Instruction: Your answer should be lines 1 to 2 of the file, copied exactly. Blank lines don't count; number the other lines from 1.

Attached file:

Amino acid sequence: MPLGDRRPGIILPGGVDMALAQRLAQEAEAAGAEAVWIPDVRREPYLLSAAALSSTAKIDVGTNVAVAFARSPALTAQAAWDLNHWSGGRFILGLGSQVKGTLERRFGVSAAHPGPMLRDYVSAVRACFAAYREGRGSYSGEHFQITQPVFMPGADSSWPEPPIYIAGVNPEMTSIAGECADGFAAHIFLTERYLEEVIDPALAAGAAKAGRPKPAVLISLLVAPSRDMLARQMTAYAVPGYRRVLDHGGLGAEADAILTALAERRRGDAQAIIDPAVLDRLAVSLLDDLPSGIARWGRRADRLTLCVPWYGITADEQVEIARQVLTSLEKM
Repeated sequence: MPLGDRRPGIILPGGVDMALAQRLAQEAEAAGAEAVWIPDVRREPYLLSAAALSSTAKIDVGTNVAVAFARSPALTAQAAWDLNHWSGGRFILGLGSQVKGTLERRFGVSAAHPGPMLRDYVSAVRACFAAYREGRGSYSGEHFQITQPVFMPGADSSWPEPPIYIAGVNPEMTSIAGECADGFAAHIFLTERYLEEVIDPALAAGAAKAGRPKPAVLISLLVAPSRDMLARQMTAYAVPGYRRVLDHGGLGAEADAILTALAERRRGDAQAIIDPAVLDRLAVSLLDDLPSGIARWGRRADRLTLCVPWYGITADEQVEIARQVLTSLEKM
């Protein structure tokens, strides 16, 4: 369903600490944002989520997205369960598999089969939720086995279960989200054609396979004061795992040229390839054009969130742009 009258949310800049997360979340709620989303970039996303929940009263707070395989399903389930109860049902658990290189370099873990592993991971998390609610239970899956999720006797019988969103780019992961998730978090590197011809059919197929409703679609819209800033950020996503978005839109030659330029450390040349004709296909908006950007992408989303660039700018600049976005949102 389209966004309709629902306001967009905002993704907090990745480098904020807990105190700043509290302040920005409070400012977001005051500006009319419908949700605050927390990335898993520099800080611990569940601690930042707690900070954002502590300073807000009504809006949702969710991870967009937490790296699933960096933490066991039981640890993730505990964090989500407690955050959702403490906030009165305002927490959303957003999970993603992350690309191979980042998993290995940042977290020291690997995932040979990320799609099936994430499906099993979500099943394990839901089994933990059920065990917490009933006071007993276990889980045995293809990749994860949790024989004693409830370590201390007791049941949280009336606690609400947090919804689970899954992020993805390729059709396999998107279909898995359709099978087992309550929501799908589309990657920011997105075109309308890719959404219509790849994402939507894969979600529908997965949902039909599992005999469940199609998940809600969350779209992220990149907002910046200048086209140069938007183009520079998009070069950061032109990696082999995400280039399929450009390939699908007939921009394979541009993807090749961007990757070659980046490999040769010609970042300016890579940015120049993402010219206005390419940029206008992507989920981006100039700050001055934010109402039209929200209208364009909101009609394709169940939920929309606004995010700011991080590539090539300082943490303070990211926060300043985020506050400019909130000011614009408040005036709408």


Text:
Amino acid sequence: MPLGDRRPGIILPGGVDMALAQRLAQEAEAAGAEAVWIPDVRREPYLLSAAALSSTAKIDVGTNVAVAFARSPALTAQAAWDLNHWSGGRFILGLGSQVKGTLERRFGVSAAHPGPMLRDYVSAVRACFAAYREGRGSYSGEHFQITQPVFMPGADSSWPEPPIYIAGVNPEMTSIAGECADGFAAHIFLTERYLEEVIDPALAAGAAKAGRPKPAVLISLLVAPSRDMLARQMTAYAVPGYRRVLDHGGLGAEADAILTALAERRRGDAQAIIDPAVLDRLAVSLLDDLPSGIARWGRRADRLTLCVPWYGITADEQVEIARQVLTSLEKM
Repeated sequence: MPLGDRRPGIILPGGVDMALAQRLAQEAEAAGAEAVWIPDVRREPYLLSAAALSSTAKIDVGTNVAVAFARSPALTAQAAWDLNHWSGGRFILGLGSQVKGTLERRFGVSAAHPGPMLRDYVSAVRACFAAYREGRGSYSGEHFQITQPVFMPGADSSWPEPPIYIAGVNPEMTSIAGECADGFAAHIFLTERYLEEVIDPALAAGAAKAGRPKPAVLISLLVAPSRDMLARQMTAYAVPGYRRVLDHGGLGAEADAILTALAERRRGDAQAIIDPAVLDRLAVSLLDDLPSGIARWGRRADRLTLCVPWYGITADEQVEIARQVLTSLEKM